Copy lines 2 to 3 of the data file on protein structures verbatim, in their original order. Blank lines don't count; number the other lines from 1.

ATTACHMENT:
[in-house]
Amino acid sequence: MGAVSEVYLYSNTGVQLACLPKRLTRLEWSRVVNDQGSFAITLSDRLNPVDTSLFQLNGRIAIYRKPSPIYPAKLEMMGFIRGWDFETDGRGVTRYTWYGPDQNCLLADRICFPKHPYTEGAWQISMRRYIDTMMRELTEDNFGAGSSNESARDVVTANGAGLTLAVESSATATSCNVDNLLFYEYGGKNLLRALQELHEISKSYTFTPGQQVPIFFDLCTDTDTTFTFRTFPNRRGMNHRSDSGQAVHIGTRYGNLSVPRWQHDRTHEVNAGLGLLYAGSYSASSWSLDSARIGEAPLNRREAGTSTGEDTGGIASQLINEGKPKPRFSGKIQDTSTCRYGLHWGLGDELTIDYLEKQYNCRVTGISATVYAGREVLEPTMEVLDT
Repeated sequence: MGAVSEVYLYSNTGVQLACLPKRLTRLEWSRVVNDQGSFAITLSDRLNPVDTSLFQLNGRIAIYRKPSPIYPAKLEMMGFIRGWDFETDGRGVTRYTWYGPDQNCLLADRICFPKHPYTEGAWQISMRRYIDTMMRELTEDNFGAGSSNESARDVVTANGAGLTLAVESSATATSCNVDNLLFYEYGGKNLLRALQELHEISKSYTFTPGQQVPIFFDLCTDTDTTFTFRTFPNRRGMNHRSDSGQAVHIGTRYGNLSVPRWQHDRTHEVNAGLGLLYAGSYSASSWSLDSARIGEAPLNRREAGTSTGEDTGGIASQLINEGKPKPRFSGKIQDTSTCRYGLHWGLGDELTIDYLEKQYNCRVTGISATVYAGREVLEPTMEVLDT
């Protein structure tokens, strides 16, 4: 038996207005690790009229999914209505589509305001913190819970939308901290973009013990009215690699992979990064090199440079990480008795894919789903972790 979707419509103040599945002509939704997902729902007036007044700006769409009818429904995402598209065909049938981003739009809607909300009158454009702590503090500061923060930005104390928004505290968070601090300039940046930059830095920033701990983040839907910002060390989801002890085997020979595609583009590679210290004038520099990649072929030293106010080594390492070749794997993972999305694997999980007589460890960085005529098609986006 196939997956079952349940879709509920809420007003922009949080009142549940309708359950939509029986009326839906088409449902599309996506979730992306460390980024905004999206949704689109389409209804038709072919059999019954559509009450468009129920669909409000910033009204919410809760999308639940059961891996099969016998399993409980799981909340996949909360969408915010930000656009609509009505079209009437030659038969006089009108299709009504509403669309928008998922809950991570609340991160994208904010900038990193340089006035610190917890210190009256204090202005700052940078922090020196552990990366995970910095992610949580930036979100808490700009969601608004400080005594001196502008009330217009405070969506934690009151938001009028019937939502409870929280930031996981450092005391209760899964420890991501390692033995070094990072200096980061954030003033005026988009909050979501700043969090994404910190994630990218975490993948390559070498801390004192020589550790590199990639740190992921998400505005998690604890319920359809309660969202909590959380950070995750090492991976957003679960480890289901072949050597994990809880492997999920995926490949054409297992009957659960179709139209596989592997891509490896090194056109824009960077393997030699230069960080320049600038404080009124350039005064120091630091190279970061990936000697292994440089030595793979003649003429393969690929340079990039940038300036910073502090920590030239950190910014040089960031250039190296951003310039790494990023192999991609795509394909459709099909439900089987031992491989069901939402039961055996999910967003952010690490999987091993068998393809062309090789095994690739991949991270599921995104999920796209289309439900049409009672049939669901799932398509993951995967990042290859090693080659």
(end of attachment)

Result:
Amino acid sequence: MGAVSEVYLYSNTGVQLACLPKRLTRLEWSRVVNDQGSFAITLSDRLNPVDTSLFQLNGRIAIYRKPSPIYPAKLEMMGFIRGWDFETDGRGVTRYTWYGPDQNCLLADRICFPKHPYTEGAWQISMRRYIDTMMRELTEDNFGAGSSNESARDVVTANGAGLTLAVESSATATSCNVDNLLFYEYGGKNLLRALQELHEISKSYTFTPGQQVPIFFDLCTDTDTTFTFRTFPNRRGMNHRSDSGQAVHIGTRYGNLSVPRWQHDRTHEVNAGLGLLYAGSYSASSWSLDSARIGEAPLNRREAGTSTGEDTGGIASQLINEGKPKPRFSGKIQDTSTCRYGLHWGLGDELTIDYLEKQYNCRVTGISATVYAGREVLEPTMEVLDT
Repeated sequence: MGAVSEVYLYSNTGVQLACLPKRLTRLEWSRVVNDQGSFAITLSDRLNPVDTSLFQLNGRIAIYRKPSPIYPAKLEMMGFIRGWDFETDGRGVTRYTWYGPDQNCLLADRICFPKHPYTEGAWQISMRRYIDTMMRELTEDNFGAGSSNESARDVVTANGAGLTLAVESSATATSCNVDNLLFYEYGGKNLLRALQELHEISKSYTFTPGQQVPIFFDLCTDTDTTFTFRTFPNRRGMNHRSDSGQAVHIGTRYGNLSVPRWQHDRTHEVNAGLGLLYAGSYSASSWSLDSARIGEAPLNRREAGTSTGEDTGGIASQLINEGKPKPRFSGKIQDTSTCRYGLHWGLGDELTIDYLEKQYNCRVTGISATVYAGREVLEPTMEVLDT